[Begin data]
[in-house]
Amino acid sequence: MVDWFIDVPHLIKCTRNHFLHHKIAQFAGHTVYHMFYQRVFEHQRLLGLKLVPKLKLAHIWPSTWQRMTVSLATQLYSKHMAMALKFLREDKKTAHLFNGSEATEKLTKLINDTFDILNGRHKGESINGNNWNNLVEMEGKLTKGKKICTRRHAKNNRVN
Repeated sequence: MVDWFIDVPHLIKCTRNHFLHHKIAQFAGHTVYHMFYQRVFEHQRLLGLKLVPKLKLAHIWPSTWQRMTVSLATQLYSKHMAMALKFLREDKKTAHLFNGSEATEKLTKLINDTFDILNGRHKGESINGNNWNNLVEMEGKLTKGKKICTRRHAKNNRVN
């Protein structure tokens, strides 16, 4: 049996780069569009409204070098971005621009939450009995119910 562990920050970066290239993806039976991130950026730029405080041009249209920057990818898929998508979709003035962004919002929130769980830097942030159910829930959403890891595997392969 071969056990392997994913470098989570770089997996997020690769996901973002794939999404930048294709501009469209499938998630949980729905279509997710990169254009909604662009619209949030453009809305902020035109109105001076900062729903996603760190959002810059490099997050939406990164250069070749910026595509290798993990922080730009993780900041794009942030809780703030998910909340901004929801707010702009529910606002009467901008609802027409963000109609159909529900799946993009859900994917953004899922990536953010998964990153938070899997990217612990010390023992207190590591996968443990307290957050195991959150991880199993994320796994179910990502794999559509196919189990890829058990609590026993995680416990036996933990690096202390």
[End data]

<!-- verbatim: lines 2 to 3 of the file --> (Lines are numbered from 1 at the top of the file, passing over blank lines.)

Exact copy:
Amino acid sequence: MVDWFIDVPHLIKCTRNHFLHHKIAQFAGHTVYHMFYQRVFEHQRLLGLKLVPKLKLAHIWPSTWQRMTVSLATQLYSKHMAMALKFLREDKKTAHLFNGSEATEKLTKLINDTFDILNGRHKGESINGNNWNNLVEMEGKLTKGKKICTRRHAKNNRVN
Repeated sequence: MVDWFIDVPHLIKCTRNHFLHHKIAQFAGHTVYHMFYQRVFEHQRLLGLKLVPKLKLAHIWPSTWQRMTVSLATQLYSKHMAMALKFLREDKKTAHLFNGSEATEKLTKLINDTFDILNGRHKGESINGNNWNNLVEMEGKLTKGKKICTRRHAKNNRVN